...and I really wanted to see it with my own eyes. 

It has a church, a little shop, eight lanes and seven gates with a wall surrounding the city within a city. 

There is a gate guard, dressed in old fashioned clothes, guarding the main gate which is still being closed at 10pm every night. If you need to get in or out the Fuggerei later than that the inhabitants have to pay him a little fee.

At one point Franz Mozart, the Grand-, Grandfather of Wolfgang Amadeus Mozart lived here.

Two apartments are open for visitors. One is furnished like the apartments people live in today, the  other one looks like on the day the first inhabitants moved in...

...and yes, with that little handle you can open the outside door, scaring the wits out of somebody standing outside...

Tuesday, September 20, 2011

The Cows Of Garmisch

All of last week husband had to attend a class in Garmisch, Bavaria. Whenever he was talking to us on his cell phone we would hear the loud ringing of the bells the Bavarian cows carry around their necks. "Where are you?", we would ask him and he would always answer "I am surrounded by a bunch of cows. They keep on nudging my arm. You need to come and see this by yourselves!".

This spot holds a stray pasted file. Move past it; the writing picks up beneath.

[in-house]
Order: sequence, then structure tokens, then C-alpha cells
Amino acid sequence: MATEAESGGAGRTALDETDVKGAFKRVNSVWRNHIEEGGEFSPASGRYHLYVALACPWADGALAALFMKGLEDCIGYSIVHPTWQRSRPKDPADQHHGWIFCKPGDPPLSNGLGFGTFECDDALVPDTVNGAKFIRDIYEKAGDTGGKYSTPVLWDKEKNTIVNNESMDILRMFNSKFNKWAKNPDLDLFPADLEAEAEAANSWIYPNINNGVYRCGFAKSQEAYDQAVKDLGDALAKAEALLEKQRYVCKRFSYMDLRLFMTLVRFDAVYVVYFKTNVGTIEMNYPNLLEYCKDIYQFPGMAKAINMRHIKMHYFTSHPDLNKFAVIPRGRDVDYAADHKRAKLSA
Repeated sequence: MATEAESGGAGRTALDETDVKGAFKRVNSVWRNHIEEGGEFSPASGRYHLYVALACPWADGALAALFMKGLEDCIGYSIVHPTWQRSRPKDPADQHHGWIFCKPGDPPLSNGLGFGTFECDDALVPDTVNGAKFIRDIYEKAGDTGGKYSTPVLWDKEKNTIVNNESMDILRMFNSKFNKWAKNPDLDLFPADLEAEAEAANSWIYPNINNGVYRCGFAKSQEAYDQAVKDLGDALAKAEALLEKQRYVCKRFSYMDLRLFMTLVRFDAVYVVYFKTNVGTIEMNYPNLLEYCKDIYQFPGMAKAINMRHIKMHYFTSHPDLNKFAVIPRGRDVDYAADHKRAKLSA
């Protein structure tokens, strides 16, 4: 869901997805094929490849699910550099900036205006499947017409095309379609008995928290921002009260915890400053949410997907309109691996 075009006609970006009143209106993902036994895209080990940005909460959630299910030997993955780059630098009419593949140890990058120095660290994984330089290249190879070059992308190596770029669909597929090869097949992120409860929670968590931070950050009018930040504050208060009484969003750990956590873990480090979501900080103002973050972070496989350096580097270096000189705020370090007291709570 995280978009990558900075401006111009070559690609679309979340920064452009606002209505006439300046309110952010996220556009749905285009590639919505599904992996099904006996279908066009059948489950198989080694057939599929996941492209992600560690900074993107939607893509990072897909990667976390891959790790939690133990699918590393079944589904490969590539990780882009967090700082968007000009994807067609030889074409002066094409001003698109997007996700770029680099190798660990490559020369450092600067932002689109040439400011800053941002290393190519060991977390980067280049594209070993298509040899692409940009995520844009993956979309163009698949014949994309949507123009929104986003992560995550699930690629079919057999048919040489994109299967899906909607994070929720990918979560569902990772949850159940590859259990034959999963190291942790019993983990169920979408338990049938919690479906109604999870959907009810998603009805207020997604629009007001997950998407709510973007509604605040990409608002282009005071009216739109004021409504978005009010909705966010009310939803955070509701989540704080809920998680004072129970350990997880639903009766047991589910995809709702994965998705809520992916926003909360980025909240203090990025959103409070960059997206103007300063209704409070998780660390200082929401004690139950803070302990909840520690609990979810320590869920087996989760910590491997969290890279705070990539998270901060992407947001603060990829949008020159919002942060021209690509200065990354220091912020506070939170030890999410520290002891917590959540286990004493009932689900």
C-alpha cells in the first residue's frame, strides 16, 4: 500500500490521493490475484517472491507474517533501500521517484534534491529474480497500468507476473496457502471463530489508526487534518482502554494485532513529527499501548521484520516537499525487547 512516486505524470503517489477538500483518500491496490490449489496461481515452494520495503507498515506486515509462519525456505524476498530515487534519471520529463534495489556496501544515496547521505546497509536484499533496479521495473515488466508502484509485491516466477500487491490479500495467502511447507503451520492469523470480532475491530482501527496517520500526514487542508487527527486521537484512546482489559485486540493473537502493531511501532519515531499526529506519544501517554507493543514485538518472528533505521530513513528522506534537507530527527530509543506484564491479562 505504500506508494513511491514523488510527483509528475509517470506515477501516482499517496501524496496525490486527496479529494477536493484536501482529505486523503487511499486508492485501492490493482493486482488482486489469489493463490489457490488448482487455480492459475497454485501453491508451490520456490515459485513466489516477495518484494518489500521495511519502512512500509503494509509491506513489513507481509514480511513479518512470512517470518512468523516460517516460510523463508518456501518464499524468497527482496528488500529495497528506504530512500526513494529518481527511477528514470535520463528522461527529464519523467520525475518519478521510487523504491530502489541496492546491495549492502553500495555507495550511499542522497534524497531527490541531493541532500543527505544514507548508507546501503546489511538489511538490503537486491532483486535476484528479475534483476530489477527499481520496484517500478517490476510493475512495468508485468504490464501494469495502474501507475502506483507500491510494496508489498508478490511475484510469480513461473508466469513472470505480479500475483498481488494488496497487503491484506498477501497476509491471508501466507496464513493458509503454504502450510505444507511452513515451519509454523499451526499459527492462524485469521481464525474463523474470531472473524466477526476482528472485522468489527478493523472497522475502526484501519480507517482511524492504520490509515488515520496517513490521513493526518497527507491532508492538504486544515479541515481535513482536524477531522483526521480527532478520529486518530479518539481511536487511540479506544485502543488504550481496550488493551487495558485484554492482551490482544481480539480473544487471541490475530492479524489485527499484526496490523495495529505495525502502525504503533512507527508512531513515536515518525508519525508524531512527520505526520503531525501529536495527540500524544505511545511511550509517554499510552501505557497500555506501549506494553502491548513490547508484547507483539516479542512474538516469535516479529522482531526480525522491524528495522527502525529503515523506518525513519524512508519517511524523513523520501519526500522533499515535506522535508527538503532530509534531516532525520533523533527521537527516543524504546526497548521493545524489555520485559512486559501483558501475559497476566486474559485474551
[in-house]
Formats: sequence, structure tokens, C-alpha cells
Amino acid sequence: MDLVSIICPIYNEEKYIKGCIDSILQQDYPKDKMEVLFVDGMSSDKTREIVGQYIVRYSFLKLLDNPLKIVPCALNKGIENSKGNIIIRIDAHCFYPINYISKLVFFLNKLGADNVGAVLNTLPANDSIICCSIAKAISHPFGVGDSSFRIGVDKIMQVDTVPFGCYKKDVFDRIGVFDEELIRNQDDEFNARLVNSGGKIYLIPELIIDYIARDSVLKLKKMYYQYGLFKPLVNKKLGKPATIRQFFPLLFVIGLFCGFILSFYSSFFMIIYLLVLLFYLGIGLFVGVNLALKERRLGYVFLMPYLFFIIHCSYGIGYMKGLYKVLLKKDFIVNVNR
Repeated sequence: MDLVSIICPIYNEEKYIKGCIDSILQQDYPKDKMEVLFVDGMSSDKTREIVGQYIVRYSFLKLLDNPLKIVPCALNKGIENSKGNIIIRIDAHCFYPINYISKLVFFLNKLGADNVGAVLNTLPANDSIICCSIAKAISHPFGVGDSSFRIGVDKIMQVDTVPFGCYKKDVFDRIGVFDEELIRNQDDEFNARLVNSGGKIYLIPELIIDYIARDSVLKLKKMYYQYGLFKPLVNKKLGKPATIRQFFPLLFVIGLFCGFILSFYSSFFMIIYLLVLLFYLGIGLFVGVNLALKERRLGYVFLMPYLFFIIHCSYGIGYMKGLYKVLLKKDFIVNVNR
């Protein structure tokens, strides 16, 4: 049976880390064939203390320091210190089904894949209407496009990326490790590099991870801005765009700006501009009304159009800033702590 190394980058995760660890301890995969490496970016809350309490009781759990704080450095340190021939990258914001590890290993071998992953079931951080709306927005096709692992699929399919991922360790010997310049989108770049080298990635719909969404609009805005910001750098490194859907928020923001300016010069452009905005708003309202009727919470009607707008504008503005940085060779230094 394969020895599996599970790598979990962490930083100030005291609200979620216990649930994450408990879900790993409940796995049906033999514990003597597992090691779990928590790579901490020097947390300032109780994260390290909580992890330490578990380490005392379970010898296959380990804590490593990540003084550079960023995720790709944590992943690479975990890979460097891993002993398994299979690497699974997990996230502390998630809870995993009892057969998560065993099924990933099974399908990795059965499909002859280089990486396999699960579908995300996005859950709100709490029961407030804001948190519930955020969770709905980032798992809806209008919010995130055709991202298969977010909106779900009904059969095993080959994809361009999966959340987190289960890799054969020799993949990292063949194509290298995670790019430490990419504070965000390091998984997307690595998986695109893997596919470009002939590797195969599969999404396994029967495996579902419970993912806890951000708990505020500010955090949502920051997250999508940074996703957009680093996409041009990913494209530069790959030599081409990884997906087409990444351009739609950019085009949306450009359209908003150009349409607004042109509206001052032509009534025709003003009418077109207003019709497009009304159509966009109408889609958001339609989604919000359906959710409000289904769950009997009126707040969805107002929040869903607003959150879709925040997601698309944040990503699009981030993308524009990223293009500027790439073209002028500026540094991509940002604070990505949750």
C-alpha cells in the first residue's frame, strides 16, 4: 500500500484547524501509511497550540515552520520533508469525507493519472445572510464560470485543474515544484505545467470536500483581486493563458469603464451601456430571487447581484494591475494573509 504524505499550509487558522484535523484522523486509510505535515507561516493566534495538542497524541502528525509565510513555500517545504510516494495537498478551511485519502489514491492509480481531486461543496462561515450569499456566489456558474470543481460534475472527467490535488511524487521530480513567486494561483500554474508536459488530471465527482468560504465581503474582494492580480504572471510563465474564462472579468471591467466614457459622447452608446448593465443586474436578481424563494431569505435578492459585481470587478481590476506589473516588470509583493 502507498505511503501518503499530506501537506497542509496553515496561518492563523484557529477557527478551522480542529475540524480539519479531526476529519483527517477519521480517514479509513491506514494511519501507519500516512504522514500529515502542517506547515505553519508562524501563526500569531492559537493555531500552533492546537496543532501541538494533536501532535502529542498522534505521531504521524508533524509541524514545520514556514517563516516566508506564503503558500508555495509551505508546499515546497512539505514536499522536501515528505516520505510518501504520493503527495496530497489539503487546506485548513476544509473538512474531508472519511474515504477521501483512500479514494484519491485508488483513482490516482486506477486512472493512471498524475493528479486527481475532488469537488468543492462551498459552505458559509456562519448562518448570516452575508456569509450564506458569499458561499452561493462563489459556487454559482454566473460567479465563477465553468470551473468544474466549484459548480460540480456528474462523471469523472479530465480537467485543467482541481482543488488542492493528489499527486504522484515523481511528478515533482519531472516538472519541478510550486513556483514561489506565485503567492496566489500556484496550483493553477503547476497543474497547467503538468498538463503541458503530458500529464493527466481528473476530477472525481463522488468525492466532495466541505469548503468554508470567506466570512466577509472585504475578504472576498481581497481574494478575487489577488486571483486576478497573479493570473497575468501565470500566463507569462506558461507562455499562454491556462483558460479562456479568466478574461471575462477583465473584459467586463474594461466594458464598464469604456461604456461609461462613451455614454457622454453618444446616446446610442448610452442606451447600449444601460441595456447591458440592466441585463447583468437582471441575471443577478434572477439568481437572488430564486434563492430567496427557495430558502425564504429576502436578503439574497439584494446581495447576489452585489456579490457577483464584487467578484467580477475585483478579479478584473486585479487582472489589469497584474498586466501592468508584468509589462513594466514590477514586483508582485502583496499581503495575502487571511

So of to a weekend in Garmisch we went... 

Friday, September 16, 2011

Elmhurst Art Museum

There are only 3 private homes in America that architect Mies van der Rohe designed. All of them in Illinois. The McCormick House was originally a prototype for a group of row houses planned for development in Melrose Park, Illinois. The row houses were never built but the McCormick house in Elmhurst, a suburb of Chicago, became home to first the McCormicks and later to Ray and Mary Fick who left it basically unchanged. When the house was sold in 1992 a group of people who were planning to built an art museum, purchased it and incorporated it into the museum complex.    

While walking through the Art Museum/McCormick House we came upon this table and chairs. I knew the chairs are called "tulip chairs" and were designed in the 60's. What I didn't know was that it was the first one legged chair, designed by...

...Eero Saarinen, the same architect that was responsible for the arch in St. Louis!